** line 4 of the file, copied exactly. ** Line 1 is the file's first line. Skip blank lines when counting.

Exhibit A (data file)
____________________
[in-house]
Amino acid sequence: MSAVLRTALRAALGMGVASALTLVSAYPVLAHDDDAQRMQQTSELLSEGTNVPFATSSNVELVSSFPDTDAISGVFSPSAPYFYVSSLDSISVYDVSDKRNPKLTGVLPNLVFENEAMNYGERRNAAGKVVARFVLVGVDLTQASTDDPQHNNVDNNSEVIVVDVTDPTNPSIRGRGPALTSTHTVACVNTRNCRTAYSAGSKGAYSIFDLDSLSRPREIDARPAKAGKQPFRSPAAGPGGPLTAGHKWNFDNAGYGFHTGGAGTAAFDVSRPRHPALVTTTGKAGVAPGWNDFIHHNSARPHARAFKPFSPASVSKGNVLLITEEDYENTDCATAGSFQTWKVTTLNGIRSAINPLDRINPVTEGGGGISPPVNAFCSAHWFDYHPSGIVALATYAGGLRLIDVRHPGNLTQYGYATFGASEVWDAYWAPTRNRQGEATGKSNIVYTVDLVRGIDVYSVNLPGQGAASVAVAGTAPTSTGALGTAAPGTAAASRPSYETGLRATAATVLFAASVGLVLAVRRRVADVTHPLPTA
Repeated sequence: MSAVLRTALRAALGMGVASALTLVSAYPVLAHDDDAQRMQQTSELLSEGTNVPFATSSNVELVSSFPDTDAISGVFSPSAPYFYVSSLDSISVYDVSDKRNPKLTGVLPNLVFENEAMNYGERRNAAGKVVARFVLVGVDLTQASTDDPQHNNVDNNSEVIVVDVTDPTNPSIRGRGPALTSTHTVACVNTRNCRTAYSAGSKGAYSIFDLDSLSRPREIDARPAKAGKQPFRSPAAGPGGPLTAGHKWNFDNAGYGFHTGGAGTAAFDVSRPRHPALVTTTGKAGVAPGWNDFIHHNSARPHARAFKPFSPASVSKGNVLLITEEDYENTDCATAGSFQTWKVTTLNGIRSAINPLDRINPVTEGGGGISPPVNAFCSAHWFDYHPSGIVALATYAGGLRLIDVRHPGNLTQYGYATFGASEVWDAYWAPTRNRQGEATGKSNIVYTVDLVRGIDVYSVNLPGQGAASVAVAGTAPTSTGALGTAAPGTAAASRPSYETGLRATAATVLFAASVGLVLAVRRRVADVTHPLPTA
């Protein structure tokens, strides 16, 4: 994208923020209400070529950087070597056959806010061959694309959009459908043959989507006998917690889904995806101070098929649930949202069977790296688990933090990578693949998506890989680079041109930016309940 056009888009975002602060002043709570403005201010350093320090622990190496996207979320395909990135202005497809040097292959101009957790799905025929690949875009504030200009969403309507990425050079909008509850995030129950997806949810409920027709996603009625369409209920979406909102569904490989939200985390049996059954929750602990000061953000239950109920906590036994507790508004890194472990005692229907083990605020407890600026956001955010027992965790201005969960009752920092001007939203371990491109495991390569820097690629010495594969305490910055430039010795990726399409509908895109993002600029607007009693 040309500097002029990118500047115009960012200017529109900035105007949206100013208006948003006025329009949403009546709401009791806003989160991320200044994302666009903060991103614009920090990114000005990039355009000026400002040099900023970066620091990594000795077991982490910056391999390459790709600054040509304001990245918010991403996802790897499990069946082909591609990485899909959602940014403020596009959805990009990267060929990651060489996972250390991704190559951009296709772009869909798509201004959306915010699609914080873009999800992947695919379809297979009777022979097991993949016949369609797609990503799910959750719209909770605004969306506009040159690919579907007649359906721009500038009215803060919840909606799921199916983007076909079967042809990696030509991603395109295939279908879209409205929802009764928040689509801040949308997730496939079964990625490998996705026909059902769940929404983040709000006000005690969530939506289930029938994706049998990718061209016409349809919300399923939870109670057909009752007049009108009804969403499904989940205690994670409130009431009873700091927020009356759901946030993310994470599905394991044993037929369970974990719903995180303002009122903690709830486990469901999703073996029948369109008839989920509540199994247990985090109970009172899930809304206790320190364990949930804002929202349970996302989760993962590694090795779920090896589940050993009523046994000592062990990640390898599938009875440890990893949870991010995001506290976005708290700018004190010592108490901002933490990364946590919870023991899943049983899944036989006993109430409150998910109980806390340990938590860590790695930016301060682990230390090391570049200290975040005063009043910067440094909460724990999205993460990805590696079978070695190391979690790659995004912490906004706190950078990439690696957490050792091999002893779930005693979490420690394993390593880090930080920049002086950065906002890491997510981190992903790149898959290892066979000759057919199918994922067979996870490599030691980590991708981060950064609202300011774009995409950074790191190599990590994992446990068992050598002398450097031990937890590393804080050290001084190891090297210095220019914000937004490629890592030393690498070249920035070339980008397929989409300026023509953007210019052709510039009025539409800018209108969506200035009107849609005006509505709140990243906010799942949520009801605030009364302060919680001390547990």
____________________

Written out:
């Protein structure tokens, strides 16, 4: 994208923020209400070529950087070597056959806010061959694309959009459908043959989507006998917690889904995806101070098929649930949202069977790296688990933090990578693949998506890989680079041109930016309940 056009888009975002602060002043709570403005201010350093320090622990190496996207979320395909990135202005497809040097292959101009957790799905025929690949875009504030200009969403309507990425050079909008509850995030129950997806949810409920027709996603009625369409209920979406909102569904490989939200985390049996059954929750602990000061953000239950109920906590036994507790508004890194472990005692229907083990605020407890600026956001955010027992965790201005969960009752920092001007939203371990491109495991390569820097690629010495594969305490910055430039010795990726399409509908895109993002600029607007009693 040309500097002029990118500047115009960012200017529109900035105007949206100013208006948003006025329009949403009546709401009791806003989160991320200044994302666009903060991103614009920090990114000005990039355009000026400002040099900023970066620091990594000795077991982490910056391999390459790709600054040509304001990245918010991403996802790897499990069946082909591609990485899909959602940014403020596009959805990009990267060929990651060489996972250390991704190559951009296709772009869909798509201004959306915010699609914080873009999800992947695919379809297979009777022979097991993949016949369609797609990503799910959750719209909770605004969306506009040159690919579907007649359906721009500038009215803060919840909606799921199916983007076909079967042809990696030509991603395109295939279908879209409205929802009764928040689509801040949308997730496939079964990625490998996705026909059902769940929404983040709000006000005690969530939506289930029938994706049998990718061209016409349809919300399923939870109670057909009752007049009108009804969403499904989940205690994670409130009431009873700091927020009356759901946030993310994470599905394991044993037929369970974990719903995180303002009122903690709830486990469901999703073996029948369109008839989920509540199994247990985090109970009172899930809304206790320190364990949930804002929202349970996302989760993962590694090795779920090896589940050993009523046994000592062990990640390898599938009875440890990893949870991010995001506290976005708290700018004190010592108490901002933490990364946590919870023991899943049983899944036989006993109430409150998910109980806390340990938590860590790695930016301060682990230390090391570049200290975040005063009043910067440094909460724990999205993460990805590696079978070695190391979690790659995004912490906004706190950078990439690696957490050792091999002893779930005693979490420690394993390593880090930080920049002086950065906002890491997510981190992903790149898959290892066979000759057919199918994922067979996870490599030691980590991708981060950064609202300011774009995409950074790191190599990590994992446990068992050598002398450097031990937890590393804080050290001084190891090297210095220019914000937004490629890592030393690498070249920035070339980008397929989409300026023509953007210019052709510039009025539409800018209108969506200035009107849609005006509505709140990243906010799942949520009801605030009364302060919680001390547990």